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Meditation for Beginners

Posted on by Reverend Tucker

A woman practicing meditation on a beach. If you sometimes feel as if you’re drowning in a sea of information and electronics, it might be time to consider meditation. Meditation is not only for Buddhists. It does encourage you to be more peaceful and more mindful of your surroundings. However, it can be daunting to think about clearing your head for 15 to 30 minutes when you’re getting started. So, here are some tips to help you take the plunge into meditation:

• Start with two minutes. Think of meditation like exercise. You won’t start out running a 5K, you might have to work up to that. You can add more time each week as you become more comfortable meditating.
• Don’t get caught in the specifics, just do it. If you’re comfortable sitting on the ground interacting with nature, great, but if not, just sit on your bed, your favorite chair or somewhere quiet.
• Do your meditation first thing in the morning. Or set an alarm to remind you in the evening. You have to make it a practice to meditate, or it will be like that exercise plan you started in January.
• Before you start meditating, ask yourself how you’re feeling. This way you know what you bring into the meditation session.
• To begin mediation, count your breaths. Take deep, full breaths into your nose, completely filling up your lungs.
• Don’t beat yourself up if your mind wanders. You need practice to stay on task. Just bring your mind back when you do wander and restart your breathing counts.
• Meditation isn’t about clearing your mind as much as it is about focusing on your feelings. Instead of trying to kick out your negative feelings, take a few breaths to understand why you are feeling frustrated or anxious. Meditation is designed to help you focus on positive energy, but if you don’t acknowledge the negative, you cannot deal with what’s making you feel that way.
• Make a commitment to meditation. Try it for at least a month before you give it up.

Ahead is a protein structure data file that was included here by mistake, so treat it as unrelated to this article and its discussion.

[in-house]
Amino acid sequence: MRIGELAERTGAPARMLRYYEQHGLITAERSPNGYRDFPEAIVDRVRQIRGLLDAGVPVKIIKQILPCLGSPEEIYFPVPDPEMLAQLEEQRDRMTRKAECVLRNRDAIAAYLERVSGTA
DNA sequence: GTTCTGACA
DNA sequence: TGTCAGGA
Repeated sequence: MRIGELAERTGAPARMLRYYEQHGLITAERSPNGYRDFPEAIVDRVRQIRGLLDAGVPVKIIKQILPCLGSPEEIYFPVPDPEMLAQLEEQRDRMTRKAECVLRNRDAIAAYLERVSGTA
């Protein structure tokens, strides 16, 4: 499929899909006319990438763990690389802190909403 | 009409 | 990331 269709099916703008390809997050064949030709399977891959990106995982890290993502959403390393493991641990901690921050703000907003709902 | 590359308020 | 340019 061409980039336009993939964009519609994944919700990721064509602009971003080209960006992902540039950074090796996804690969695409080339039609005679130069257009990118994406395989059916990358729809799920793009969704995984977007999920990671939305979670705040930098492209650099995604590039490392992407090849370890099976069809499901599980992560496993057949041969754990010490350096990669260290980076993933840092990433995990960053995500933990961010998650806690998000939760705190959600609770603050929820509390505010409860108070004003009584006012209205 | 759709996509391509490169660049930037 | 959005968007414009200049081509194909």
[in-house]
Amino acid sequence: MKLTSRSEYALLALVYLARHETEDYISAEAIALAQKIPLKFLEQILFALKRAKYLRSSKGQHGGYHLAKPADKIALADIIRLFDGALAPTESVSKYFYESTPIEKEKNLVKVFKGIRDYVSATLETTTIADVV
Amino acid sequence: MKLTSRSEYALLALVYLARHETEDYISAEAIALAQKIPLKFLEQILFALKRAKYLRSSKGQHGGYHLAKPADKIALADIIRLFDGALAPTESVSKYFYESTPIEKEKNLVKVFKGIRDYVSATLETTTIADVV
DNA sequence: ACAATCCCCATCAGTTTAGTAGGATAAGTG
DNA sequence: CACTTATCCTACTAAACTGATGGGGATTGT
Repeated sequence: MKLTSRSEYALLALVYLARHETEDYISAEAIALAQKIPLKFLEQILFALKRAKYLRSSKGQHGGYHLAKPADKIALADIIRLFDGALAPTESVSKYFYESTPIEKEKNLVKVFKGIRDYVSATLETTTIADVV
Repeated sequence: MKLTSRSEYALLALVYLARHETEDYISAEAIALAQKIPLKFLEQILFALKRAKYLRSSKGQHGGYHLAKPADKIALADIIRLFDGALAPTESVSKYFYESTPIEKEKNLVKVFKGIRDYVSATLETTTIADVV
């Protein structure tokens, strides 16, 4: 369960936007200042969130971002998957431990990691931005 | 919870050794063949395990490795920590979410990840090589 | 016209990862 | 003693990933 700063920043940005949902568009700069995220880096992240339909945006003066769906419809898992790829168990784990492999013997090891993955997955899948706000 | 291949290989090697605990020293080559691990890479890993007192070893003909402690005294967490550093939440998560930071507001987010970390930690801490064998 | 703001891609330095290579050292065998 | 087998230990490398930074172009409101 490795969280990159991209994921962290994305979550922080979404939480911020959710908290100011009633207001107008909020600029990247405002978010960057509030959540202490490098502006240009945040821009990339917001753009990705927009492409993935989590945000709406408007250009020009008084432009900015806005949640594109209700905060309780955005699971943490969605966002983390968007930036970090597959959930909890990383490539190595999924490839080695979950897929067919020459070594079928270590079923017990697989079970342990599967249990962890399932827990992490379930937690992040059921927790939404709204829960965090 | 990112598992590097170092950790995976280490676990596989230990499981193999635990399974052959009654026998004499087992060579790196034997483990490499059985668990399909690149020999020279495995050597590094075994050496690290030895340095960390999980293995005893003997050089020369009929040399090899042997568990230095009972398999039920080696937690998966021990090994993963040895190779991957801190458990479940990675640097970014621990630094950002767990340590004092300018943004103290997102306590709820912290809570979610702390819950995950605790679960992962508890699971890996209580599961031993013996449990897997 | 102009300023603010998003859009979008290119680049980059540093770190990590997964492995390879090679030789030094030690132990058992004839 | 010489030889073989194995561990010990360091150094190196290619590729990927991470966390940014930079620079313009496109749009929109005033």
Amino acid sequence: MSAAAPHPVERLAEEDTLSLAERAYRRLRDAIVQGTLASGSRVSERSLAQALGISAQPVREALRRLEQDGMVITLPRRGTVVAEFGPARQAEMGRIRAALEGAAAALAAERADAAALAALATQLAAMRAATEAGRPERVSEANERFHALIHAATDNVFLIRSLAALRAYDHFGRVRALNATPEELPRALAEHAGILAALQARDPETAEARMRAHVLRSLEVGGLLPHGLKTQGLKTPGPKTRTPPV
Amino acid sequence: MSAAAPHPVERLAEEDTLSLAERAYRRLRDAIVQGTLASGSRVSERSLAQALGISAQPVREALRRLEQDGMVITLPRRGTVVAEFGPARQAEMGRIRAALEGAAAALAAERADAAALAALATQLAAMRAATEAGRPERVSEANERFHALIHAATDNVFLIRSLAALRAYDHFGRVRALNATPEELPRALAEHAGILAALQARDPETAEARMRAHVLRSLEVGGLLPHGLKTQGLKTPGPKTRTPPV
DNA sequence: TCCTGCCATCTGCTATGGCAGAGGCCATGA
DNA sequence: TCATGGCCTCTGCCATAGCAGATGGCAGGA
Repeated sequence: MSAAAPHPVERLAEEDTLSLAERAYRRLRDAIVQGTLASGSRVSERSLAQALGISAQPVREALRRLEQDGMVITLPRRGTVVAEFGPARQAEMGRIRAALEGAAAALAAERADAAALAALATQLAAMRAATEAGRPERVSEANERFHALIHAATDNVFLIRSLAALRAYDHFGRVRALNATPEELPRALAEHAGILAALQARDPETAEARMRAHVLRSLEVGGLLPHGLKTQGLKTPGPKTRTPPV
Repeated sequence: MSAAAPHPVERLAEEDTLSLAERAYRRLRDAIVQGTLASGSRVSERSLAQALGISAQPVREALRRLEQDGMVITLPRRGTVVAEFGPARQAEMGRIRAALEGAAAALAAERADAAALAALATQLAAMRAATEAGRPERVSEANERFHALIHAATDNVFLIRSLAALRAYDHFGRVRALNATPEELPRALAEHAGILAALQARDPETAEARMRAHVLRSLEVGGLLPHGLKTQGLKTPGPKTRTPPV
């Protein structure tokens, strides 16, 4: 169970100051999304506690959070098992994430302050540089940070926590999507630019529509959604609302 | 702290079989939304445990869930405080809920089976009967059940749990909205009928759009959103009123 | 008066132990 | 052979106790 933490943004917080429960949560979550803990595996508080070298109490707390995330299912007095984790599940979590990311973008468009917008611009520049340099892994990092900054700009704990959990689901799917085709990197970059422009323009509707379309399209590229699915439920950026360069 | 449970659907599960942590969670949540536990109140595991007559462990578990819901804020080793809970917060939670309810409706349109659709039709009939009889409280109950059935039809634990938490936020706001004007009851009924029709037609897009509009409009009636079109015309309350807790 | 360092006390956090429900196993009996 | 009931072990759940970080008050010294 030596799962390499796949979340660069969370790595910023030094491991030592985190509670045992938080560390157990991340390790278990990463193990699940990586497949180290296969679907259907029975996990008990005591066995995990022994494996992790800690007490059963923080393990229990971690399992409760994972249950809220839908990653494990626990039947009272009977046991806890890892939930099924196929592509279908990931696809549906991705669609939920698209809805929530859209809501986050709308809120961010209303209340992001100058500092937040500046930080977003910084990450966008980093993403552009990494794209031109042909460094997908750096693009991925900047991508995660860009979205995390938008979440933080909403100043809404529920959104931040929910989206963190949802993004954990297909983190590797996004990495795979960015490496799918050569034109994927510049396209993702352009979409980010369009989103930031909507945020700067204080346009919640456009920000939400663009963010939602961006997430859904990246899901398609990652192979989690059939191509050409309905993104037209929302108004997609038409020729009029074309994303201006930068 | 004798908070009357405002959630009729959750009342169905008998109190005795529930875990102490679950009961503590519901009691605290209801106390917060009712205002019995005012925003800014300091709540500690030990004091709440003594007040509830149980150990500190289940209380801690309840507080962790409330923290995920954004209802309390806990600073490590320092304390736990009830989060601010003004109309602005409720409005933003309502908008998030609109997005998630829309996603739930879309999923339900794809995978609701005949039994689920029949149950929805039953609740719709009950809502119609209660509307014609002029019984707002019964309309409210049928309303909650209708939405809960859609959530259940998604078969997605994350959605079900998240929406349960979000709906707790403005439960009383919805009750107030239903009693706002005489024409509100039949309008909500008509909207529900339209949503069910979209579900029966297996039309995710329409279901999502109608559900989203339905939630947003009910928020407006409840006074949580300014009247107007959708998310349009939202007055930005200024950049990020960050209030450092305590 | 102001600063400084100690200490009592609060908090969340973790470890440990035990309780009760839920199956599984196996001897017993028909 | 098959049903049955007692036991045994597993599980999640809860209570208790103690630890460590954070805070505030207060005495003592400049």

• Be mindful of what’s around you: the lights, the sound and the smells.
• Find a community of people who meditate.

Concentration meditation is a good way to begin. You focus on a single point for a few minutes. You could count your breathing, stare at a candle flame, listen to a repetitive sound or count the beads on a string. It’s about awareness and focus. You may have random thoughts pop up, but you just have to let them go to concentrate on your object. Over time, your concentration will improve.

Benefits of Meditation

Research has proven that meditation offers many short-term benefits to the nervous system:

• Lower blood pressure and improved circulation
• Less anxiety
• Better sleep
• Lower heart and respiratory rates

However, the goal of meditation should not be your health. The goal of mediation is to be present. Sharon Salzberg said, “Dedicating some time to meditation is a meaningful expression of caring for yourself that can help you move through the mire of feeling unworthy of recovery. As your mind grows quieter and more spacious, you can begin to see self-defeating thought patterns for what they are, and open up to other, more positive options.”

You don’t have to sit for hours and think of nothing to appreciate the benefits of mediation. When you’re having a cup of coffee, take some time to enjoy the layers of flavor in the cup. Don’t do anything else for a few minutes. On your walk into work, smell the air and enjoy the pleasant aromas. Meditation can help you appreciate what you have in your life and let you free up sections of your mind to have more peace.

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